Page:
Wednesday, 12 August 2015

Expert warns against 100% adoption of foreign policies in maritime sector

Worried by the inability of most foreign conventions and laws adopted in the nation's maritime sector, to turn the sector around for good, an industry expert has warned the federal government against total adoption of foreign commercial maritime laws without due considerations to Nigeria's economic environment.
Bolaji Akinola, a member of the Nigerian Ports Consultative Council (NPCC) Planning Committee on 'Roadmap for the Development of the Maritime Industry towards Attainment of Vision 20:20:20', gave this advice at a meeting of the committee in Lagos recently.
Citing an example, Akinola stated that the failure of the Coastal and Inland Waterways (Cabotage) Act was traceable to the wholesome adoption of the United States of America's Jones Act.
"At a time when United States lawmakers were trying to tweak the Jones Act with some lawmakers calling for its total repeal, Nigerians copied the Act in its whole form without due consideration for the peculiarities of our environment. While an Act like the Cabotage Act was desirable to enhance indigenous participation and retain as much value within our economy as possible, certain portions of the Jones Act should not have been brought into the Cabotage regime.
Continuing, he said: "The Jones Act is almost 100 years old and the dynamics of the present times should have been duly considered before enacting our Cabotage Act. For example, just as the Jones Act, our Cabotage Act stipulated that vessels that would be used for coastal operations must be owned and crew by Nigerians, built and maintained in Nigeria. This is an anomaly because Nigerians have not started building ships. This laid the foundation for the abuse of the law and its failure 10 years after," Akinola, who doubles as the chief executive officer of Ships & Ports Limited, added.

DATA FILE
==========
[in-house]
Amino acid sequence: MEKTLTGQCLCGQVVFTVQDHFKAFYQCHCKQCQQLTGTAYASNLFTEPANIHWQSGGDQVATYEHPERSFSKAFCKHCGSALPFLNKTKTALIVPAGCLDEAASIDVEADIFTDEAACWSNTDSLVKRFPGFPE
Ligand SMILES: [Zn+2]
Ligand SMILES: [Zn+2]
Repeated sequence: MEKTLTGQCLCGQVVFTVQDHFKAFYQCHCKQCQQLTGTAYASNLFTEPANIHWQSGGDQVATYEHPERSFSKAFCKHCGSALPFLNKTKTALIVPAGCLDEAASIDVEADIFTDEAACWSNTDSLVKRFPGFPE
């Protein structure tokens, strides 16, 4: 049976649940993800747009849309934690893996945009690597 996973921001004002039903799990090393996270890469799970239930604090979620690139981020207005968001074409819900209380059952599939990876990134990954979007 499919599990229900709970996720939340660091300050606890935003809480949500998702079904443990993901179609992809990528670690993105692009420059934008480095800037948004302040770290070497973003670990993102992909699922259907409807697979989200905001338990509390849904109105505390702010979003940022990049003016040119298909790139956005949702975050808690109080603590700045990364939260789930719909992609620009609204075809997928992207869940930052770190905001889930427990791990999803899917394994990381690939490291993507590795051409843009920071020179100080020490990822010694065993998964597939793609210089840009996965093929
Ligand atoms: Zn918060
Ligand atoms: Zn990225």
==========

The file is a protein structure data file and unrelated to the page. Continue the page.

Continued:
To him, government was not under obligation to domesticate and implement international conventions that are detrimental to the interests of Nigerian ship owners. He further advised that the phase out of single hull vessels as it concerns ships used for coastal operations should be gradual.
He also called on President Muhammadu Buhari to reverse policies 'that are inimical to the maritime industry' and have promoted smuggling of goods across Nigeria's borders. He listed the National Automotive Policy, rice and fish quota systems as policies that are negatively hampering port operations and through which, Nigeria is losing huge revenue.

http://businessdayonline.com/2015/08/expert-warns-against-100-adoption-of-foreign-policies-in-maritime-sector/#.VctHwWC4kU1 

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